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Over Sanlucar de Barrameda
Sanlúcar de Barrameda (or simply Sanlúcar) is a city in the northwest of Cádiz province, part of the autonomous community of Andalucía in southern Spain. Sanlúcar is located on the left bank at the mouth of the Guadalquivir River opposite the Doñana National Park, 52 km from the provincial capital Cádiz and 119 km from Sevilla capital of the autonomous region Andalucía. Its population is 65,805 inhabitants (National Institute of Statistics 2009).
Sanlúcar has been inhabited since ancient times, and is assumed to have belonged to the realm of the Tartessian civilization. The town of San Lucar was granted to the Spanish nobleman Alonso Pérez de Guzmán in 1297.
Due to its strategic location, the city was a starting point for the exploration, colonization and evangelization of America between the 15th and 17th centuries. Sanlúcar lost much of its strategic value after 1645 due to the disgrace of the House of Medina Sidonia, the general decline of Spain under Charles II, the relocation of the Casa de Contratación to Cadiz in 1717, and the Lisbon earthquake of 1755.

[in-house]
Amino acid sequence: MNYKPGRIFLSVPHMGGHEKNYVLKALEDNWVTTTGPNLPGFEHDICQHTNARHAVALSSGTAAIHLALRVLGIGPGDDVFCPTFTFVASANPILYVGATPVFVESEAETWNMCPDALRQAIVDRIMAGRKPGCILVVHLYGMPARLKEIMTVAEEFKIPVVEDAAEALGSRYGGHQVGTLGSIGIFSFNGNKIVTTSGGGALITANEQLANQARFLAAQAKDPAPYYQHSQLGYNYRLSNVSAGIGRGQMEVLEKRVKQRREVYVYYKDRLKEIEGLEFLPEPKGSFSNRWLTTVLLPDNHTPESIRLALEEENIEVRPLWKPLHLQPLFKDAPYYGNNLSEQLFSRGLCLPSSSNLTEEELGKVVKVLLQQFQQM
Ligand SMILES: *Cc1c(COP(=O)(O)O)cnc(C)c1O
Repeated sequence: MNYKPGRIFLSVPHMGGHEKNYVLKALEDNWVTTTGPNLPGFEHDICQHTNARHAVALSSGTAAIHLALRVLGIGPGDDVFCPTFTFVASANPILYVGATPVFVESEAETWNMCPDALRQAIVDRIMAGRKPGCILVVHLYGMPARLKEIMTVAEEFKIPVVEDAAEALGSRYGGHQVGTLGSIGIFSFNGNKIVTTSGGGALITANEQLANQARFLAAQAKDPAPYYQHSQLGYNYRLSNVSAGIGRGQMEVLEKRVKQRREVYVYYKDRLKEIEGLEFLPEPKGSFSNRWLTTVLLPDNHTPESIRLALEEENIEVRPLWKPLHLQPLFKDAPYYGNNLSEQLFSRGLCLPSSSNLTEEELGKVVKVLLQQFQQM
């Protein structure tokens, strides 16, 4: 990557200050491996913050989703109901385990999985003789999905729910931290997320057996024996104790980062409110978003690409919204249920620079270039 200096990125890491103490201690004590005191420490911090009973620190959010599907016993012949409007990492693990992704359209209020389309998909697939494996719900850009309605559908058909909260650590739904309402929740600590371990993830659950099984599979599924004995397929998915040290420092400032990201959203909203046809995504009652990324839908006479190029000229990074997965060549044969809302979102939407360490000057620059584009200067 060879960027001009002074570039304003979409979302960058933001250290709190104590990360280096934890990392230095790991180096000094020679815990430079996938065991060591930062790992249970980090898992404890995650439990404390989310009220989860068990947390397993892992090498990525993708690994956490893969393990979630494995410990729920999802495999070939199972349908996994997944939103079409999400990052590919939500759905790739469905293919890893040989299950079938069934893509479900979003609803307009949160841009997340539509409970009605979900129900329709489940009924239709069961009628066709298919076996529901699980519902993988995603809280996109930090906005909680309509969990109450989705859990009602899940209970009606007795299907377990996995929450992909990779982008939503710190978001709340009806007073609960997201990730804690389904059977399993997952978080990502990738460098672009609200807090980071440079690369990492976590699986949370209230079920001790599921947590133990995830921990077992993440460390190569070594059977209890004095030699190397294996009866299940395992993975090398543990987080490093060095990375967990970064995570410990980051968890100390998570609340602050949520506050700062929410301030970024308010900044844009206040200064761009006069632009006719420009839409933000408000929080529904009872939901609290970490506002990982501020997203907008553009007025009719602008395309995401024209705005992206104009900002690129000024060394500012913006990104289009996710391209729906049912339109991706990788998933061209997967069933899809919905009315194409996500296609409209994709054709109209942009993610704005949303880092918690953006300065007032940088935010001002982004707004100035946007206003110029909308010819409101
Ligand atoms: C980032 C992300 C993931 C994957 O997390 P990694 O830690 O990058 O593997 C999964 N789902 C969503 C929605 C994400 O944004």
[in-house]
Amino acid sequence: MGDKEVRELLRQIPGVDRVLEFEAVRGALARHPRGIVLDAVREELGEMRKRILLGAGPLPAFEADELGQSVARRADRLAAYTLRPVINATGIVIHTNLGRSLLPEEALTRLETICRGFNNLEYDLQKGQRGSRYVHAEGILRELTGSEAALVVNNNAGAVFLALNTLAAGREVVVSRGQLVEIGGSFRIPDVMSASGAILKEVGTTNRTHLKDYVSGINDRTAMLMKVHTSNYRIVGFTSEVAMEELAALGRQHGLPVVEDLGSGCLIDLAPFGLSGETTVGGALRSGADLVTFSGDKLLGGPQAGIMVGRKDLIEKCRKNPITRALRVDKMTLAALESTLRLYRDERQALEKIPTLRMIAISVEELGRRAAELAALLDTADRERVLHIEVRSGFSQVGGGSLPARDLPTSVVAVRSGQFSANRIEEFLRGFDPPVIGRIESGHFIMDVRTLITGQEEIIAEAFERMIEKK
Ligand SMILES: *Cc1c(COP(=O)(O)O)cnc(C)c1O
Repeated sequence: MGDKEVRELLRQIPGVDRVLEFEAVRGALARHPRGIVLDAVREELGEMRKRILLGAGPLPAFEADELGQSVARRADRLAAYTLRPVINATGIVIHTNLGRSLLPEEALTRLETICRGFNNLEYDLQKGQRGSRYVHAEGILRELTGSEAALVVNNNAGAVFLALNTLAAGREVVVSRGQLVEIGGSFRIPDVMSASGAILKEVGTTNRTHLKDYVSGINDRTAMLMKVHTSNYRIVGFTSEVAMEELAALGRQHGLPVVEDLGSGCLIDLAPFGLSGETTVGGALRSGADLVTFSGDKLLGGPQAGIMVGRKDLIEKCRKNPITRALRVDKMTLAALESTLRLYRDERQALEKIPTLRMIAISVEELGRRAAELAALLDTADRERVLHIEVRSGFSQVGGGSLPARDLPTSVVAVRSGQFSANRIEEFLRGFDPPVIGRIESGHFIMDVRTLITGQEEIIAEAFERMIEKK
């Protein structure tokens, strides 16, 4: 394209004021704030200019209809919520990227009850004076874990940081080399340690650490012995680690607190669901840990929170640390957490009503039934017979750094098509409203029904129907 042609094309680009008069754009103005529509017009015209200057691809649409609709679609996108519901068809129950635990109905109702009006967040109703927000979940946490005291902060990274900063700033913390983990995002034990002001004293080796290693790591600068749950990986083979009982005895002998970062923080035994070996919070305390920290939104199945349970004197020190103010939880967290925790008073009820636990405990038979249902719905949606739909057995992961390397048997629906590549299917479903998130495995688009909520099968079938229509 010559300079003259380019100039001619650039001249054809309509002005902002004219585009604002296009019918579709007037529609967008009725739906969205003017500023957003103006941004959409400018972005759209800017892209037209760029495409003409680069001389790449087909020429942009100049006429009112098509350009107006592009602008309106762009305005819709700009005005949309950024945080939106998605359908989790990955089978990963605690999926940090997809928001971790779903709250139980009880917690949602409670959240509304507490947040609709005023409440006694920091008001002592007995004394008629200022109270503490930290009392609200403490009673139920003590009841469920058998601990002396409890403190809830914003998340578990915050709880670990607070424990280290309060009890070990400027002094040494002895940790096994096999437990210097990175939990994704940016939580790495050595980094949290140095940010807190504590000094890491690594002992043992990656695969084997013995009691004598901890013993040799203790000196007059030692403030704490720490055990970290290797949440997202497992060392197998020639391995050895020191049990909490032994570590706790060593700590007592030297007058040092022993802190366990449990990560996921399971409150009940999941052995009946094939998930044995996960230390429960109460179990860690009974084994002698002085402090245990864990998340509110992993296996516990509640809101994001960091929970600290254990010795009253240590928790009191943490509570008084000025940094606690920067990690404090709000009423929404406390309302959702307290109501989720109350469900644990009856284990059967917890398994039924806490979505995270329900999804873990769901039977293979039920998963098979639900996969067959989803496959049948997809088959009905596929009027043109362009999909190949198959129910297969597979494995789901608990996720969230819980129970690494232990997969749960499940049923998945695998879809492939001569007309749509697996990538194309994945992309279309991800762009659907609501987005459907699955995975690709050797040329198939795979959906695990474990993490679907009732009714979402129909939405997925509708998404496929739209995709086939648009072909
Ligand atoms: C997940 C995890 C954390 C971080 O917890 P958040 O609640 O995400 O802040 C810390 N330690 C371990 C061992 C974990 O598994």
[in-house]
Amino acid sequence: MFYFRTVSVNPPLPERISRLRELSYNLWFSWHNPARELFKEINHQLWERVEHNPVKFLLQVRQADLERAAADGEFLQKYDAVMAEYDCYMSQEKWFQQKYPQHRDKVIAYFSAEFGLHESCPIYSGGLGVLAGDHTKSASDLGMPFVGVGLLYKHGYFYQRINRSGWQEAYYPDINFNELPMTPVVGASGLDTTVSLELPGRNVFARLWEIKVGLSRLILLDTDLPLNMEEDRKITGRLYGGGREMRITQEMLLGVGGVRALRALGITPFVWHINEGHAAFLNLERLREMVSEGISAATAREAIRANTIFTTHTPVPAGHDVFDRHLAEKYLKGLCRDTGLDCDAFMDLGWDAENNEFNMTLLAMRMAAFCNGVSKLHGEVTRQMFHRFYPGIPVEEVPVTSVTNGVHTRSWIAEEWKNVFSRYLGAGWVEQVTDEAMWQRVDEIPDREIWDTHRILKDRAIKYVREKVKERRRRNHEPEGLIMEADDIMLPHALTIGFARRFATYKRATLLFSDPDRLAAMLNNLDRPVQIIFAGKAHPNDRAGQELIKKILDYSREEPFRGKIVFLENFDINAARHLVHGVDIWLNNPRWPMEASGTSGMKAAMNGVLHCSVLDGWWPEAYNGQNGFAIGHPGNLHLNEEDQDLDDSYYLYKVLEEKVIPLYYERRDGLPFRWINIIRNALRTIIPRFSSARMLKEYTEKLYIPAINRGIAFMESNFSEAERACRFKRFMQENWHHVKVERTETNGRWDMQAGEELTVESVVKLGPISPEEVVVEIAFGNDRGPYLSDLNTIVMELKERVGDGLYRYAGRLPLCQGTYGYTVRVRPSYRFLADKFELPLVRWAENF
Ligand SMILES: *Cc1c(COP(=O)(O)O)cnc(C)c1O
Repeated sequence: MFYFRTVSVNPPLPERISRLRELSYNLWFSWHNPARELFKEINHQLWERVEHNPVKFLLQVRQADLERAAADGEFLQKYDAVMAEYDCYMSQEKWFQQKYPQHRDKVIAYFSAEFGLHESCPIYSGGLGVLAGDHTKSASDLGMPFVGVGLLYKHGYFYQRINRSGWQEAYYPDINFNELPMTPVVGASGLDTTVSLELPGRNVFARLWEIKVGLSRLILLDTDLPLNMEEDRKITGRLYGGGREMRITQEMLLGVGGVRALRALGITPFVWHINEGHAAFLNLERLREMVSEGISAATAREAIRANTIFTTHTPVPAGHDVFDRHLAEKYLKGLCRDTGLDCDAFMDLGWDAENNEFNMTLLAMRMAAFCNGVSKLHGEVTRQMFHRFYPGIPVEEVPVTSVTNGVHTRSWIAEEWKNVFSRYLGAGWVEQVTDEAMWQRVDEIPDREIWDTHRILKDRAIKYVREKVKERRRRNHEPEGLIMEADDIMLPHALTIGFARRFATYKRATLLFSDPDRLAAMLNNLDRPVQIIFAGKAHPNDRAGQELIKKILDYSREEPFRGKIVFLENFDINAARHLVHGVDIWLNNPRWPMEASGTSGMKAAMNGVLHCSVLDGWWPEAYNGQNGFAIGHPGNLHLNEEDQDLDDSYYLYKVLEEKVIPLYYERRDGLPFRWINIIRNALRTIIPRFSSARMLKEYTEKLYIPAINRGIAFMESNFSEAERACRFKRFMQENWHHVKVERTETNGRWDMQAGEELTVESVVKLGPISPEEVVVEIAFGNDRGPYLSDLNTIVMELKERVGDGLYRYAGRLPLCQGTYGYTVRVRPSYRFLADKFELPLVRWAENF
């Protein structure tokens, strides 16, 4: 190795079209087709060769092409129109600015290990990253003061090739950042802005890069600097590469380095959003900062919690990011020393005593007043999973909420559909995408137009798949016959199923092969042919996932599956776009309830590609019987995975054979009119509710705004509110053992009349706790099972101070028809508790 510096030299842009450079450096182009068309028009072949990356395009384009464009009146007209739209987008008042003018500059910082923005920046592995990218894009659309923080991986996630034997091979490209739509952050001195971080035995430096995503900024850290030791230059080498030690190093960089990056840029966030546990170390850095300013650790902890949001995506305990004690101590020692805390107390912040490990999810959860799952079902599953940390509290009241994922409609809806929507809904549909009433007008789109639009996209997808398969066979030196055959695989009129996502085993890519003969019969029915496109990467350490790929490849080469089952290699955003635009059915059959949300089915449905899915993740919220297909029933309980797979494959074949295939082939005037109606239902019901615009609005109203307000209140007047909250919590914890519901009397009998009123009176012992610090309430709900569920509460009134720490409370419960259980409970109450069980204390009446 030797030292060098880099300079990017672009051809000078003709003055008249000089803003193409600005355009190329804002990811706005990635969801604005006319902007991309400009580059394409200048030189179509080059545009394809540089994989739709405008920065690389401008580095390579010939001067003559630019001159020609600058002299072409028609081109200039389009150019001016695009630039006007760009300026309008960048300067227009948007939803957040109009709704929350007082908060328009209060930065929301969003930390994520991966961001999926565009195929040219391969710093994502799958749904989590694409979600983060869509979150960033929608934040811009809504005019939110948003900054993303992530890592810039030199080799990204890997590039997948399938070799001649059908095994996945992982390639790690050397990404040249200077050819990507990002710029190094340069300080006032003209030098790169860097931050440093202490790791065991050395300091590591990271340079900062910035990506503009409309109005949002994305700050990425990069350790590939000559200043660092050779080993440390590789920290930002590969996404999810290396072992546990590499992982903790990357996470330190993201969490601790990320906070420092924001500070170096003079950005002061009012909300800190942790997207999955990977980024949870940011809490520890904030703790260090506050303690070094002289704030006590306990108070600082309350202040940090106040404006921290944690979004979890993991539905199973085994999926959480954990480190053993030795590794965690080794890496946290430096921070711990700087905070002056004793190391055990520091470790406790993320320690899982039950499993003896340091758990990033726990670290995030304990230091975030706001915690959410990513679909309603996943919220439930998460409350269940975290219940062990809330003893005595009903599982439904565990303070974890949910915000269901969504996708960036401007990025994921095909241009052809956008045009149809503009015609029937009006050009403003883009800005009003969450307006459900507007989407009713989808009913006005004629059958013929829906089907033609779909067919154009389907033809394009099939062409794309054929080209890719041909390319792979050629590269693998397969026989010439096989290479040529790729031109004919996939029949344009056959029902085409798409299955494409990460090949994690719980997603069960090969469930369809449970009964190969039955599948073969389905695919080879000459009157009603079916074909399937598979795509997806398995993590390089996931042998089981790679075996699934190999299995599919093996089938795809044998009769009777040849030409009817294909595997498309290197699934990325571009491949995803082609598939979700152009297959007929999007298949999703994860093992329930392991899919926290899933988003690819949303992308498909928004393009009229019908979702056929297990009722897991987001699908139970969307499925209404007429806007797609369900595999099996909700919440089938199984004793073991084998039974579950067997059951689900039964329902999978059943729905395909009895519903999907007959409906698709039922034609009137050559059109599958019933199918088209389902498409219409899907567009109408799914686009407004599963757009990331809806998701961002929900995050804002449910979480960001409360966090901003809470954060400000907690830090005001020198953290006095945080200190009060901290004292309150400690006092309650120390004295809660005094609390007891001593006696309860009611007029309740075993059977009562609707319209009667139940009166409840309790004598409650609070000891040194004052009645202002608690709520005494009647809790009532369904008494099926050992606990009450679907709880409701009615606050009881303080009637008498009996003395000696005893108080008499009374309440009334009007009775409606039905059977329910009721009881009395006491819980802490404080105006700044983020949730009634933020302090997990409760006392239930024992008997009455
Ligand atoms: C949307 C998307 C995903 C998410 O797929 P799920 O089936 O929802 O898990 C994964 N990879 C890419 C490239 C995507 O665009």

In the 19th century the economy of the city was converted to viticulture and summer tourism. The 20th century brought destruction and political upheaval as it did elsewhere in Spain during the Spanish Civil War. Sanlúcar was declared a Cultural Historical-artistic site in 1973. Since the restoration of democracy (1975–1982) its town council has borrowed heavily, making Sanlúcar the city with the lowest per capita income in Spain.
Currently (2010) Sanlúcar is a summer tourist destination famous for its cuisine, especially manzanilla (a variety of fino sherry) and prawns. It is internationally renowned for beach horse racing and flamenco music. Less well known but equally important are the historical archives of the House of Medina Sidonia (Archivo de la Casa de Medina Sidonia); the major part of the patrimony of the House of Medina Sidonia is located in the palace of the same name. The patron saint of the city is Our Lady of Charity, to whom it was dedicated in 1917.